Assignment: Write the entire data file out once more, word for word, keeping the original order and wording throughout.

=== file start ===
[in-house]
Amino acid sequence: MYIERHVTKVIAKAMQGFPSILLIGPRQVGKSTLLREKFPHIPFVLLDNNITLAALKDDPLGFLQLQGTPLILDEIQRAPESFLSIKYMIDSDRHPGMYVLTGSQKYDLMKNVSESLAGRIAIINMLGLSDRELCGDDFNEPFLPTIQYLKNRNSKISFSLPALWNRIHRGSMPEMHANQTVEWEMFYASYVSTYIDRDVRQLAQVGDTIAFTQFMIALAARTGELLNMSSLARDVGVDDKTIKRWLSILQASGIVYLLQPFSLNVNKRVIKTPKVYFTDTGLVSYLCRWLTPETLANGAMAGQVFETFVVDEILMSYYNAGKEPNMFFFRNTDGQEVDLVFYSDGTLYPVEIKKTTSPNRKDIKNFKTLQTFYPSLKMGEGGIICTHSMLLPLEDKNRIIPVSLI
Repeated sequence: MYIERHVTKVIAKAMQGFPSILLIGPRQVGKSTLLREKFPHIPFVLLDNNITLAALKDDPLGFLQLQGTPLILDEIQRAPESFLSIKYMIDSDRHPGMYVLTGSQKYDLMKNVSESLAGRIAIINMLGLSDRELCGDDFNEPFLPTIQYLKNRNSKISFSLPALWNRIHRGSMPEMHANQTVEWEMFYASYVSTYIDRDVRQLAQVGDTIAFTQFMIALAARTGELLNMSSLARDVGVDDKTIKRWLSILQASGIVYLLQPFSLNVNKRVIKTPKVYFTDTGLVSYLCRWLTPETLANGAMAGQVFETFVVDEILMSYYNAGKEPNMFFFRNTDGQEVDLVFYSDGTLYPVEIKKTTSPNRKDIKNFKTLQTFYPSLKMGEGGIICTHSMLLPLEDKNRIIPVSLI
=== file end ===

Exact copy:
[in-house]
Amino acid sequence: MYIERHVTKVIAKAMQGFPSILLIGPRQVGKSTLLREKFPHIPFVLLDNNITLAALKDDPLGFLQLQGTPLILDEIQRAPESFLSIKYMIDSDRHPGMYVLTGSQKYDLMKNVSESLAGRIAIINMLGLSDRELCGDDFNEPFLPTIQYLKNRNSKISFSLPALWNRIHRGSMPEMHANQTVEWEMFYASYVSTYIDRDVRQLAQVGDTIAFTQFMIALAARTGELLNMSSLARDVGVDDKTIKRWLSILQASGIVYLLQPFSLNVNKRVIKTPKVYFTDTGLVSYLCRWLTPETLANGAMAGQVFETFVVDEILMSYYNAGKEPNMFFFRNTDGQEVDLVFYSDGTLYPVEIKKTTSPNRKDIKNFKTLQTFYPSLKMGEGGIICTHSMLLPLEDKNRIIPVSLI
Repeated sequence: MYIERHVTKVIAKAMQGFPSILLIGPRQVGKSTLLREKFPHIPFVLLDNNITLAALKDDPLGFLQLQGTPLILDEIQRAPESFLSIKYMIDSDRHPGMYVLTGSQKYDLMKNVSESLAGRIAIINMLGLSDRELCGDDFNEPFLPTIQYLKNRNSKISFSLPALWNRIHRGSMPEMHANQTVEWEMFYASYVSTYIDRDVRQLAQVGDTIAFTQFMIALAARTGELLNMSSLARDVGVDDKTIKRWLSILQASGIVYLLQPFSLNVNKRVIKTPKVYFTDTGLVSYLCRWLTPETLANGAMAGQVFETFVVDEILMSYYNAGKEPNMFFFRNTDGQEVDLVFYSDGTLYPVEIKKTTSPNRKDIKNFKTLQTFYPSLKMGEGGIICTHSMLLPLEDKNRIIPVSLI